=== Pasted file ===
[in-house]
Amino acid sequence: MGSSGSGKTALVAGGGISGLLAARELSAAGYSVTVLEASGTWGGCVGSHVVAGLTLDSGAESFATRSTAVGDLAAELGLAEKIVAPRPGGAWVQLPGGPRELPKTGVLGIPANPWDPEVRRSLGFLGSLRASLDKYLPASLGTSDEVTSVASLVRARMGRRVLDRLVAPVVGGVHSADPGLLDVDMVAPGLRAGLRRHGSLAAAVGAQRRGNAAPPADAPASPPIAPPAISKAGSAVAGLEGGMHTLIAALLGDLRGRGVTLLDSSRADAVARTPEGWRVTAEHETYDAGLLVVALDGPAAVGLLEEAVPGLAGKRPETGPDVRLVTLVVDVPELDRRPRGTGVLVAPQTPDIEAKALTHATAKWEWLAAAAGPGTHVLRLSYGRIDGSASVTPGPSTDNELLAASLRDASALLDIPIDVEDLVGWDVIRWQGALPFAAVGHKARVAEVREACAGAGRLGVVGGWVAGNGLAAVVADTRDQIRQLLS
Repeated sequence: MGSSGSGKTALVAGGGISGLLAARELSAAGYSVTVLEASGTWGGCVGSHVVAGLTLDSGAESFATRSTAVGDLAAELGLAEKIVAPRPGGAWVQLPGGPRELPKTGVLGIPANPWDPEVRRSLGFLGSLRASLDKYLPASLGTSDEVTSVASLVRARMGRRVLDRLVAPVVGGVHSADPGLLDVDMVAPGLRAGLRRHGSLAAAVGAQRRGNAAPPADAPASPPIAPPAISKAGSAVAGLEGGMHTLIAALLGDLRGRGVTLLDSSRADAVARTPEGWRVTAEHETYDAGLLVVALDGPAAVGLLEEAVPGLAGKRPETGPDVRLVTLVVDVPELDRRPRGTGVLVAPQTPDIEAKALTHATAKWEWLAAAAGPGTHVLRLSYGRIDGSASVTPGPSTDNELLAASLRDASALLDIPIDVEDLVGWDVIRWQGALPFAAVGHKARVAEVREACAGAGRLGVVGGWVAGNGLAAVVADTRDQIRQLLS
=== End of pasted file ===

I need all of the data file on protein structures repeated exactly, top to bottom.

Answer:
[in-house]
Amino acid sequence: MGSSGSGKTALVAGGGISGLLAARELSAAGYSVTVLEASGTWGGCVGSHVVAGLTLDSGAESFATRSTAVGDLAAELGLAEKIVAPRPGGAWVQLPGGPRELPKTGVLGIPANPWDPEVRRSLGFLGSLRASLDKYLPASLGTSDEVTSVASLVRARMGRRVLDRLVAPVVGGVHSADPGLLDVDMVAPGLRAGLRRHGSLAAAVGAQRRGNAAPPADAPASPPIAPPAISKAGSAVAGLEGGMHTLIAALLGDLRGRGVTLLDSSRADAVARTPEGWRVTAEHETYDAGLLVVALDGPAAVGLLEEAVPGLAGKRPETGPDVRLVTLVVDVPELDRRPRGTGVLVAPQTPDIEAKALTHATAKWEWLAAAAGPGTHVLRLSYGRIDGSASVTPGPSTDNELLAASLRDASALLDIPIDVEDLVGWDVIRWQGALPFAAVGHKARVAEVREACAGAGRLGVVGGWVAGNGLAAVVADTRDQIRQLLS
Repeated sequence: MGSSGSGKTALVAGGGISGLLAARELSAAGYSVTVLEASGTWGGCVGSHVVAGLTLDSGAESFATRSTAVGDLAAELGLAEKIVAPRPGGAWVQLPGGPRELPKTGVLGIPANPWDPEVRRSLGFLGSLRASLDKYLPASLGTSDEVTSVASLVRARMGRRVLDRLVAPVVGGVHSADPGLLDVDMVAPGLRAGLRRHGSLAAAVGAQRRGNAAPPADAPASPPIAPPAISKAGSAVAGLEGGMHTLIAALLGDLRGRGVTLLDSSRADAVARTPEGWRVTAEHETYDAGLLVVALDGPAAVGLLEEAVPGLAGKRPETGPDVRLVTLVVDVPELDRRPRGTGVLVAPQTPDIEAKALTHATAKWEWLAAAAGPGTHVLRLSYGRIDGSASVTPGPSTDNELLAASLRDASALLDIPIDVEDLVGWDVIRWQGALPFAAVGHKARVAEVREACAGAGRLGVVGGWVAGNGLAAVVADTRDQIRQLLS